I do not see any such special connect. The younger generation is impatient, angry about unresolved problems and is always anti-establishment. Earlier, this anger was expressed during coffee meetings. If the younger lot comes out to vote, it will certainly be an anti-establishment vote.
SHUBHANGI KHAPRE: How do you explain the argument that we had one of the finest economists (Manmohan Singh) leading the nation and yet, we are in for such disappointment?
That is unfair. The same economist turned the country around in 1991, and delivered the highest ever decadal growth rate in the history of the nation. We were hit by economic slowdown and issues raised by the Comptroller and Auditor General of India, the Central Bureau of Investigation, and those brought out under the Right to Information Act. This has slowed down things. While the first phase of economic reforms in 1991 were what I call low-hanging fruit — easier to take. Look at the song and dance required for a simple but important decision like Foreign Direct Investment in retail now.
MIHIR VASAVDA: Do you think people’s perception of the UPA would have been different had the Prime Minister been more forthcoming or spoken more often?
It would definitely have been useful for the PM to communicate more often. When I was with the PMO, we had advised him to hold a national press conference every three months. He held it once or twice, but then chose not to do so. According to me, that was an error of judgement. The PM’s speaking would have made a difference.
shalini nair: In Sanjaya Baru’s recently published book, you have been accused of planting stories against Sharad Pawar during UPA-I.
I have not read the book. The accusation supposedly levelled against me is silly. I would not have stayed in the PMO for six and a half years had I not enjoyed the PM’s complete trust. I attended Cabinet meetings and briefings. Planting or leaking stories is the last thing I would do. I got to know that there is also a suggestion in the book that the PM asked him to snoop on me. This is absurd. I think he took his title as advisor way too seriously. He was not there for Cabinet meetings or briefings; neither did he attend the PM’s meetings on development agenda. I think a lot of the book is picked up from office gossip.
SANDEEP ASHAR: The book casts aspersions on the role played by the Sonia Gandhi-led National Advisory Council (NAC), giving a sense that it functioned as a parallel Cabinet.
This is nonsense. The NAC was constituted consciously. I feel that the next PM should further strengthen its role as the government’s social think tank and its conscience keeper on social issues. It is not right to say that it functioned as a parallel Cabinet.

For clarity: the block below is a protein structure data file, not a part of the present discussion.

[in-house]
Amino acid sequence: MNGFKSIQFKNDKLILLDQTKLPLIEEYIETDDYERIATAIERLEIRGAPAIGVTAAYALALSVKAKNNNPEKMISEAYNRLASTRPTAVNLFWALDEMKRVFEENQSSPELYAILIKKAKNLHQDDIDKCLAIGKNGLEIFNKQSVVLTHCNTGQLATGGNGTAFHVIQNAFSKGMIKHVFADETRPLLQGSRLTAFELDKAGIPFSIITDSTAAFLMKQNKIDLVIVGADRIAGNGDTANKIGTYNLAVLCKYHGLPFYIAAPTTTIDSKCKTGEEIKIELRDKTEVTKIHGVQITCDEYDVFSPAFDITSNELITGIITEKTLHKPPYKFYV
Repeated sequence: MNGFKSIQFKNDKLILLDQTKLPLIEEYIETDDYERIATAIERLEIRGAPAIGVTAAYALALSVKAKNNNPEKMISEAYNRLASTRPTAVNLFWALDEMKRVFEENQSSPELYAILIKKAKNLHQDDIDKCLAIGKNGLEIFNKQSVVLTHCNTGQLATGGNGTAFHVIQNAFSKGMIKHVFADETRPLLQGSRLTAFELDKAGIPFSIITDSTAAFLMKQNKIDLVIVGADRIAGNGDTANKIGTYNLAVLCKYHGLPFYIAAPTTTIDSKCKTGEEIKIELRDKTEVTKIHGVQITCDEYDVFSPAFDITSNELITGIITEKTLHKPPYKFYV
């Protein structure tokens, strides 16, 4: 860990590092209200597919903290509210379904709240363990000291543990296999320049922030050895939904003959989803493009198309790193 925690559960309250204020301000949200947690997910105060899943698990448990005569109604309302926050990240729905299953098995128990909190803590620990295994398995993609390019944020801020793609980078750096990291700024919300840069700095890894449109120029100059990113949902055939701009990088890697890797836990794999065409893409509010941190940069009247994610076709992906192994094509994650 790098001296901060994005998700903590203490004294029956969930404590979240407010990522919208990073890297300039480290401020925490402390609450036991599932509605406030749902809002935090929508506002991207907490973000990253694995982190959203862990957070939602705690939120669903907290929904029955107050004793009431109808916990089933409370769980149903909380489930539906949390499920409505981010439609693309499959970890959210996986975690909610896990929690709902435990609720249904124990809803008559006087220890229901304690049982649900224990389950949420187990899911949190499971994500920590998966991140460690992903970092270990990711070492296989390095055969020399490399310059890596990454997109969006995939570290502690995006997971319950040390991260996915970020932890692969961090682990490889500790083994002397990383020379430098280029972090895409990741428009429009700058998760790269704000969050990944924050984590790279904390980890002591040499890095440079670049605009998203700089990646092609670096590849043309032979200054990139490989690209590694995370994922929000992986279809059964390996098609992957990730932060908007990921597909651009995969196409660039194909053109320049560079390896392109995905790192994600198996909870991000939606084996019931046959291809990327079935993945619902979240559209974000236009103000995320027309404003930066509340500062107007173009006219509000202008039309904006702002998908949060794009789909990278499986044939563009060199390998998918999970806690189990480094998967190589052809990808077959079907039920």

ZEESHAN SHaIKH: What is your gut feeling regarding Sharad Pawar and the NCP? Do you think that Pawar may jump ship after the elections?
Pawar has always been left of centre. Given this background, it is unthinkable that he would willingly join hands with communal forces. His commitment goes much deeper. But I can’t say the same about other people in the NCP. We will have to wait for election results. People are in politics to be in power.
P VAIDYANATHAN IYER: Do you see him as an ally even when he skips a rally because Sonia wasn’t coming?
I do not read too much into such situations. Everything was planned well for the Mumbai rally and it was only on the morning of April 20 that we got a call saying that Mrs Gandhi was unwell and she would not be able to make it. We were in a dilemma about whether we should cancel the rally, but eventually decided to go ahead with it and requested Delhi to see if some alternative arrangement could be made. We were later informed that Rahul Gandhi had re-arranged his Rae Bareli programme to come to Mumbai. Even before the alternative arrangement was made, I informed Pawar that there was a change and he agreed to come for the rally. During the course of the day, he was informed that Rahul was coming. He took a decision to remain absent. After that there was a statement by the NCP that if there’s a UPA-III government, the Congress had the right to appoint its leader.
SHUBHANGI KHAPRE: Does he feel any kind of discomfort with Rahul’s leadership?
I cannot comment on that.
ZEESHAN SHaIKH: Isn’t it sad that the Congress is relying on the negative vote? What has the state government really done for Muslims?
The fact remains that Modi’s past record worries all of us; it would worry the minority community even more. The fact that he could actually be leading a government at the Centre will worry a lot of people. I feel it is only natural for the minority community to use the best option to ensure that he doesn’t come to power. What the UPA at the Centre and the alliance government in Maharashtra have done for the minority community is something that has never been done before. I do, however, agree that a lot more needs to be done.
MAYURA JANWALKAR: Is there a threat of losing out the traditional Muslim vote to the Aam Aadmi Party?